Points to remember

  • Always give intramuscular injections in the neck of cattle. Your veterinarian should know about this meat industry requirement.
  • Use a clean, sharp needle.
  • Follow the withholding periods carefully for the product used.

If you have to give a cattle beast an injection in the muscle, do not give it in the rear end.

This is called an “intramuscular” injection where you poke the needle straight into a big muscle. It contrasts with a “subcutaneous” injection where you pull up the skin up to make a “tent”, and then stick the needle in the tent and fill it up.

What’s the risk with intramuscular injections? There are two concerns. The injection may leave a residue, or it may cause an abscess. Consumers who buy our meat - both here and particularly overseas, don’t like either of these things in their joint.

We all know that the rear end of a beast is the easiest place to jab a needle. The muscles are big, and it doesn’t move as much as the front end. The neck end has a head on it that moves, and sometimes has horns.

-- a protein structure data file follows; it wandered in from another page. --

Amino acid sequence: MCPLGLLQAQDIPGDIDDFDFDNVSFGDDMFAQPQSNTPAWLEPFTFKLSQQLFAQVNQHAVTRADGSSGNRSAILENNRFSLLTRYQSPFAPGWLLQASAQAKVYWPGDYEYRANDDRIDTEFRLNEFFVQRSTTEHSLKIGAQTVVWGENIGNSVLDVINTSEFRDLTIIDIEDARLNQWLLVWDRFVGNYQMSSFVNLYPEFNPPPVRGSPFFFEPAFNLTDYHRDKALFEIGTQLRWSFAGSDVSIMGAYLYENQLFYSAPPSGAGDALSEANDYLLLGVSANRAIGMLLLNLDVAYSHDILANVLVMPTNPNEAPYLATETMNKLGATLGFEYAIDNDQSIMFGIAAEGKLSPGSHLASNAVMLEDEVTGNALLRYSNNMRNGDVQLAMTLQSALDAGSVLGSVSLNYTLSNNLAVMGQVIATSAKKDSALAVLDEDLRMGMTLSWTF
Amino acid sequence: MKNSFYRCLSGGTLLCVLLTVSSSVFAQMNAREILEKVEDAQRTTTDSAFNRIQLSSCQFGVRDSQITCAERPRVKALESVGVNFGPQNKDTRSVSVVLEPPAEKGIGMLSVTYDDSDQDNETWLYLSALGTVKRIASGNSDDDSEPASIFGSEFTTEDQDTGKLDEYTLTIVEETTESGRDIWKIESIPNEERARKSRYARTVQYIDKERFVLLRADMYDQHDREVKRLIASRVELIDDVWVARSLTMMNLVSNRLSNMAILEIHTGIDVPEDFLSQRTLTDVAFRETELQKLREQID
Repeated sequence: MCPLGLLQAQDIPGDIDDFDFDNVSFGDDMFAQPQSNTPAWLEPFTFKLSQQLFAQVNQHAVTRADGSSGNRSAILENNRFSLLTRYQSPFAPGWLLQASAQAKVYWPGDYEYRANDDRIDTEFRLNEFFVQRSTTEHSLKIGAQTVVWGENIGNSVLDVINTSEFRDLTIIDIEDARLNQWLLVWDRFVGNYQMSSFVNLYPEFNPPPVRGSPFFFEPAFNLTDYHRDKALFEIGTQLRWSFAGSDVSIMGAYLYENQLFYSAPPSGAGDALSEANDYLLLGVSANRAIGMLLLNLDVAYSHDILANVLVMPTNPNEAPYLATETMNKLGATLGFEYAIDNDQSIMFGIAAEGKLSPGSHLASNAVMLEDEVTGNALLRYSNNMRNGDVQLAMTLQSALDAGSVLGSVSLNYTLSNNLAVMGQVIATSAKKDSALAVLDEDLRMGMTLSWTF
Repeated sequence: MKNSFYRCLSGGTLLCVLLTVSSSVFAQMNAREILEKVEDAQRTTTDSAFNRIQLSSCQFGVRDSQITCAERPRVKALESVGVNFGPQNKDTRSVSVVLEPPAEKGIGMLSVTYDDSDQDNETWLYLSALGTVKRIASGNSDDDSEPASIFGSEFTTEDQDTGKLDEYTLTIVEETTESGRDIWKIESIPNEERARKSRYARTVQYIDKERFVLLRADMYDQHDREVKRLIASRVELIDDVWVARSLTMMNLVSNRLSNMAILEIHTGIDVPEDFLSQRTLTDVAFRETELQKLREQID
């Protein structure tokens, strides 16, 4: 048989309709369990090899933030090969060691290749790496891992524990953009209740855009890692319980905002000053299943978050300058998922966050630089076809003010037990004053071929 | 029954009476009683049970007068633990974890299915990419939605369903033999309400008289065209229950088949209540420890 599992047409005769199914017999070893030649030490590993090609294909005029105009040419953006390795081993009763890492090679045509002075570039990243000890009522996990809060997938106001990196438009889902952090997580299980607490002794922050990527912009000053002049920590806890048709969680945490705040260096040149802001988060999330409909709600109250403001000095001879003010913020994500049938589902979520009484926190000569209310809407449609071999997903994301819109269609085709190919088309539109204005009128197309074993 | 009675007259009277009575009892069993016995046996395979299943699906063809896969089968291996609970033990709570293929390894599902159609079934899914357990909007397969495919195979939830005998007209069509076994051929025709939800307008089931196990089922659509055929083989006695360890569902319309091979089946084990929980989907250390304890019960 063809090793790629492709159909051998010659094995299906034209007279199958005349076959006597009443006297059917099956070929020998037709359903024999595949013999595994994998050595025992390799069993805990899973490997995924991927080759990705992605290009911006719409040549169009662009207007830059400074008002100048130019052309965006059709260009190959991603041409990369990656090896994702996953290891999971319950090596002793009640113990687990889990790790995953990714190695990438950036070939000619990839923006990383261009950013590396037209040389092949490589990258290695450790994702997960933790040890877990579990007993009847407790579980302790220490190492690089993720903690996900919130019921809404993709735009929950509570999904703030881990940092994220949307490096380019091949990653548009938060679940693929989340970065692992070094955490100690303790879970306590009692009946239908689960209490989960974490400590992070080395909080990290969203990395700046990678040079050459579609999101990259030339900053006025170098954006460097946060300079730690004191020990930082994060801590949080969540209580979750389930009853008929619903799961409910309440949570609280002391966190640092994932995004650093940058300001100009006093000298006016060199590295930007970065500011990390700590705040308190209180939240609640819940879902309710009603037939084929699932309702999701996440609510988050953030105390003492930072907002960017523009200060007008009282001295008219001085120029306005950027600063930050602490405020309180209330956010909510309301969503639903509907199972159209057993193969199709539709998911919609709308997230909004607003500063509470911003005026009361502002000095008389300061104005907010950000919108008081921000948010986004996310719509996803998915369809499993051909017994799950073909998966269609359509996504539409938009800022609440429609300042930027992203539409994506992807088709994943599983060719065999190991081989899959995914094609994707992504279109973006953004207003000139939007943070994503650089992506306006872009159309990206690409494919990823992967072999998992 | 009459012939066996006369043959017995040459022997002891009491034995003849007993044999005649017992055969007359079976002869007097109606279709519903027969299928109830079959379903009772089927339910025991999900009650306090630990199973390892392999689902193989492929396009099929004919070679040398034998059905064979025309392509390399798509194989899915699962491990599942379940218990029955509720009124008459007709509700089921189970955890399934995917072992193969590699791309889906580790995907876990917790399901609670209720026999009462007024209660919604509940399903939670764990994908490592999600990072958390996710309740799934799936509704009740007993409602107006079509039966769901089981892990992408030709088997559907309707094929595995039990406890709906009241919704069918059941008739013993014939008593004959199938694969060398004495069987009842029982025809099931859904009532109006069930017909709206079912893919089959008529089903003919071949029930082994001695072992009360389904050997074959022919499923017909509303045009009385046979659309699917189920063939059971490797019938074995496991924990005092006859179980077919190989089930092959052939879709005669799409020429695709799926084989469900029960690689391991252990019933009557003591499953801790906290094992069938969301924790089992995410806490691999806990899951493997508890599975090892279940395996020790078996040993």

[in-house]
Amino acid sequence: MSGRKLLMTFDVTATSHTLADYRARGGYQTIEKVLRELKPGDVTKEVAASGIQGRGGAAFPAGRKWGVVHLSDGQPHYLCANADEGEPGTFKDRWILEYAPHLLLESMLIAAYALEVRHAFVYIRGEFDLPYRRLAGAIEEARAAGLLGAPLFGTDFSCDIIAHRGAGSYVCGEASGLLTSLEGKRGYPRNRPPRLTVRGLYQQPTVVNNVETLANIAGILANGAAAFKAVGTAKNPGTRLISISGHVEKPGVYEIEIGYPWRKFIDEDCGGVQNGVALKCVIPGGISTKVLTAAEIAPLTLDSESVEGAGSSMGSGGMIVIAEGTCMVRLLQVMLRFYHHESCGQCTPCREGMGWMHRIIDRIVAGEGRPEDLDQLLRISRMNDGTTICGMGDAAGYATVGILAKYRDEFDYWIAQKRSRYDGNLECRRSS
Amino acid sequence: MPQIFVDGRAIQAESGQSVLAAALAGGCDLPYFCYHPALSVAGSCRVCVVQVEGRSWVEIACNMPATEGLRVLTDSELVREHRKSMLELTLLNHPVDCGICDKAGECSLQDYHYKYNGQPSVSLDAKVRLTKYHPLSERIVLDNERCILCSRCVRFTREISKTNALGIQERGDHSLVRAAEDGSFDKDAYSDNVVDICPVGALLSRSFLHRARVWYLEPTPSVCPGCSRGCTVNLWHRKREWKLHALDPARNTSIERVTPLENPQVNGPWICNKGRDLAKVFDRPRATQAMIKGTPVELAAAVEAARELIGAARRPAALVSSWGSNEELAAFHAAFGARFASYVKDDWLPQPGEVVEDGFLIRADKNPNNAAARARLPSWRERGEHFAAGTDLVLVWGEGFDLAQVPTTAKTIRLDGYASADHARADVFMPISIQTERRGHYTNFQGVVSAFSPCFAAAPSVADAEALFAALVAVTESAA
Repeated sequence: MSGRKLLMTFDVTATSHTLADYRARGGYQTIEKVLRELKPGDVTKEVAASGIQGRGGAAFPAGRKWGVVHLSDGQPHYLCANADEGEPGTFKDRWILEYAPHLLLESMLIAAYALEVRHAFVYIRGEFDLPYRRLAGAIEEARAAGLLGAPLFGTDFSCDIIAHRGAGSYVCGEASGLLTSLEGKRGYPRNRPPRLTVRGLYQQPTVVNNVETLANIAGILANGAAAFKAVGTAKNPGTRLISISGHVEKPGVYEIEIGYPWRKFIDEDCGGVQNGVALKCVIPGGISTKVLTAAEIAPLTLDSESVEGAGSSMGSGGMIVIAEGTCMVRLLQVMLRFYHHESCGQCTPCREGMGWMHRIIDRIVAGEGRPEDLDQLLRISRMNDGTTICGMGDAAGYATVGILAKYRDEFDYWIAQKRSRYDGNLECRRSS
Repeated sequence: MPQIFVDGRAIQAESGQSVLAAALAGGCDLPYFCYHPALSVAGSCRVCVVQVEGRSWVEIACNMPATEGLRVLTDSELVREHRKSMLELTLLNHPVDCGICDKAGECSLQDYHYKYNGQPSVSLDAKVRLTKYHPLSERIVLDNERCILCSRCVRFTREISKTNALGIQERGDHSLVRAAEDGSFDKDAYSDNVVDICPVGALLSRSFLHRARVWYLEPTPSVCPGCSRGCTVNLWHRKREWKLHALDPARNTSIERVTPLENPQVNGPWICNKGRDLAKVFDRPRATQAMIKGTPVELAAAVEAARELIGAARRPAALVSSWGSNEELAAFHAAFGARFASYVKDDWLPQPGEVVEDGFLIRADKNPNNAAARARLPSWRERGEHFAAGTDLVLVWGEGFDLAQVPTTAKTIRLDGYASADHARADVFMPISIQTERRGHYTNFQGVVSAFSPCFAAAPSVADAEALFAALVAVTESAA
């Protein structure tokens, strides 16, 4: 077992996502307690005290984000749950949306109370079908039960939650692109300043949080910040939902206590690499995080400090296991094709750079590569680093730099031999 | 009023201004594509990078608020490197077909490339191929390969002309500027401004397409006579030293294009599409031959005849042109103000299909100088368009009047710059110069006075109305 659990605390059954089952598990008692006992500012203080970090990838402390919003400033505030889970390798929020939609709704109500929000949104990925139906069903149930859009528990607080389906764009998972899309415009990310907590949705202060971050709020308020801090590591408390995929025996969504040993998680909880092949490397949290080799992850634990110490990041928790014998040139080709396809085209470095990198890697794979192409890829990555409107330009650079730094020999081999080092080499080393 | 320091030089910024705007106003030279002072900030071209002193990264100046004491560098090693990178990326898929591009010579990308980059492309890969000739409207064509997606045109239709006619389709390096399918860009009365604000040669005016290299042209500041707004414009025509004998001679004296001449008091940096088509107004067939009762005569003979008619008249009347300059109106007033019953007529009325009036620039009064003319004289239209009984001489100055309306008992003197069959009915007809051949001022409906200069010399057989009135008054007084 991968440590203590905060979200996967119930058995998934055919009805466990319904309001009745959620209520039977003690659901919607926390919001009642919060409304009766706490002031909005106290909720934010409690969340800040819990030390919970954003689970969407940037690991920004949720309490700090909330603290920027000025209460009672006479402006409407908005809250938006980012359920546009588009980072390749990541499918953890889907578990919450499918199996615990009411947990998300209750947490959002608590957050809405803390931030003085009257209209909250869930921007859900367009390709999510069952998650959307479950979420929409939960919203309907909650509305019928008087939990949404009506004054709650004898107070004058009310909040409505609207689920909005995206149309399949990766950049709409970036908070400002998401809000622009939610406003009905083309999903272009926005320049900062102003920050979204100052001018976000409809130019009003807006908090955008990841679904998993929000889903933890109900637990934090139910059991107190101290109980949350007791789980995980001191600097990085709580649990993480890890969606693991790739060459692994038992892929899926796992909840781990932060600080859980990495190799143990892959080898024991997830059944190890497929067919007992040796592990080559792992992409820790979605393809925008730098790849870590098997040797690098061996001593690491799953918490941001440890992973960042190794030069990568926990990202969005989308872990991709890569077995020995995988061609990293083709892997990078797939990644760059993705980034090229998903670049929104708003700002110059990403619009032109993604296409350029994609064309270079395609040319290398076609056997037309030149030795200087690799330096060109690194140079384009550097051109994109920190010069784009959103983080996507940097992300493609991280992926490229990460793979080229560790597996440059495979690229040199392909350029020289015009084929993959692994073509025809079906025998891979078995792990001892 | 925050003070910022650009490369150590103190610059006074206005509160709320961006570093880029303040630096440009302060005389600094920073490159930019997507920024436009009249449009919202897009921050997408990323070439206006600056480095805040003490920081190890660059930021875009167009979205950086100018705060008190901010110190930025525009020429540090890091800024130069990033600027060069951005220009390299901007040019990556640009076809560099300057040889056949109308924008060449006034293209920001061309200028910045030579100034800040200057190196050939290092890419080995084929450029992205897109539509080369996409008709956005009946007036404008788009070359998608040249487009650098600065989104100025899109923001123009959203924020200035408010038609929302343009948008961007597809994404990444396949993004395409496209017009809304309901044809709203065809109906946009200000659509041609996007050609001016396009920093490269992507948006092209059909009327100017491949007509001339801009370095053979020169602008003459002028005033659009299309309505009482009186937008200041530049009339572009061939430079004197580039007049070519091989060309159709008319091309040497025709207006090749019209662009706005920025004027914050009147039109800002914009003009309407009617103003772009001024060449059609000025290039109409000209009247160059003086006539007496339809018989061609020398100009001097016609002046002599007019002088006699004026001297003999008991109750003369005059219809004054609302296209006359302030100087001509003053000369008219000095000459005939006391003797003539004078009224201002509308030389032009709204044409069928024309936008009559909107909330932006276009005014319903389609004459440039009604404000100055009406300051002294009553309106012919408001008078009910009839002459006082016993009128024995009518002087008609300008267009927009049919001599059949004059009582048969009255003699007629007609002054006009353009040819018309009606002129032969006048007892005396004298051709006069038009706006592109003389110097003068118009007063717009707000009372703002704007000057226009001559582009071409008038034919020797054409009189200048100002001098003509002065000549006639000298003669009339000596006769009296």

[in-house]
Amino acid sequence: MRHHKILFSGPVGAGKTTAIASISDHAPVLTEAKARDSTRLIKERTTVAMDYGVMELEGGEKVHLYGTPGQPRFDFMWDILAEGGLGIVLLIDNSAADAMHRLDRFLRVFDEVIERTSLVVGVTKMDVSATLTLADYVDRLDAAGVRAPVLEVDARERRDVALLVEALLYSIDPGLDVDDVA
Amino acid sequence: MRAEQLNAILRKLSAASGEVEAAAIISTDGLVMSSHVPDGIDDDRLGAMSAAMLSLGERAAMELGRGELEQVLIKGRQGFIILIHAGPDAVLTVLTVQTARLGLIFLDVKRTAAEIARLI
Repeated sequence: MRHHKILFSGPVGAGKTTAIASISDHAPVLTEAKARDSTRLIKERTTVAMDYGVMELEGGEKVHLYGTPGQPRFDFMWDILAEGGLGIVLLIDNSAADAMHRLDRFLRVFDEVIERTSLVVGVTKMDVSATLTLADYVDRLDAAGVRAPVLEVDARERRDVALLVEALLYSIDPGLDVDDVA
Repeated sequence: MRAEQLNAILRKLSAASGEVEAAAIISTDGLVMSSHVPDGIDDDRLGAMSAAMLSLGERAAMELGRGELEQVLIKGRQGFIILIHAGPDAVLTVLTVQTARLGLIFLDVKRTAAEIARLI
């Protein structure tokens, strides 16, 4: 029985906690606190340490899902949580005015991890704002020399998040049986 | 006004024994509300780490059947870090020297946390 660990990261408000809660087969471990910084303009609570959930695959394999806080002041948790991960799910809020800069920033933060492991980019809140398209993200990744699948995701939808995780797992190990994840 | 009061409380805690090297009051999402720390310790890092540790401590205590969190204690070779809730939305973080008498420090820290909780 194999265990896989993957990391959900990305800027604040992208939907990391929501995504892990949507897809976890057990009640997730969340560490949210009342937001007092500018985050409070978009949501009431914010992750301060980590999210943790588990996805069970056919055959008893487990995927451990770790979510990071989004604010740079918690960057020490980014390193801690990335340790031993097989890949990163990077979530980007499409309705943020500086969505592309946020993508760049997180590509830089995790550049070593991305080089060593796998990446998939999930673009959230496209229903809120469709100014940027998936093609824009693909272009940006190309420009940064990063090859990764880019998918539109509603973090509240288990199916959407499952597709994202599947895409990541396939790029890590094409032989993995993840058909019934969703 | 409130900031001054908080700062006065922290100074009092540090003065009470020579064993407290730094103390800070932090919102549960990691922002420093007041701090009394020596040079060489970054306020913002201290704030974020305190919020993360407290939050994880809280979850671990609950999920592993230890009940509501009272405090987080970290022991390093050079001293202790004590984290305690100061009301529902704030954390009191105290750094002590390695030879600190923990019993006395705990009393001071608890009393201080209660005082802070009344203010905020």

The neck is the recommended place for intramuscular injections because the meat is of lower value, so can be discarded with a much less financial loss if there are problems. Remember all stock end up at the meatworks at some time in their lives, so the advice applies to ALL cattle beasts, and not just prime cattle.

At the meat works, if there is an injection site lesion (coded on your killing sheet at ISL), that shows up as scarring and abscesses, the tissue may have to be sent off for laboratory testing to make sure residue limits have not been exceeded. Certainly, a large part of the surrounding tissue will be cut away and condemned.

Make sure you read the label carefully to find out the “withholding period” for the product used. This is the period that you have to wait before the stock can be sent to the meat works. Products have different withholding periods and this will be displayed on the package. If not, then check with your veterinarian.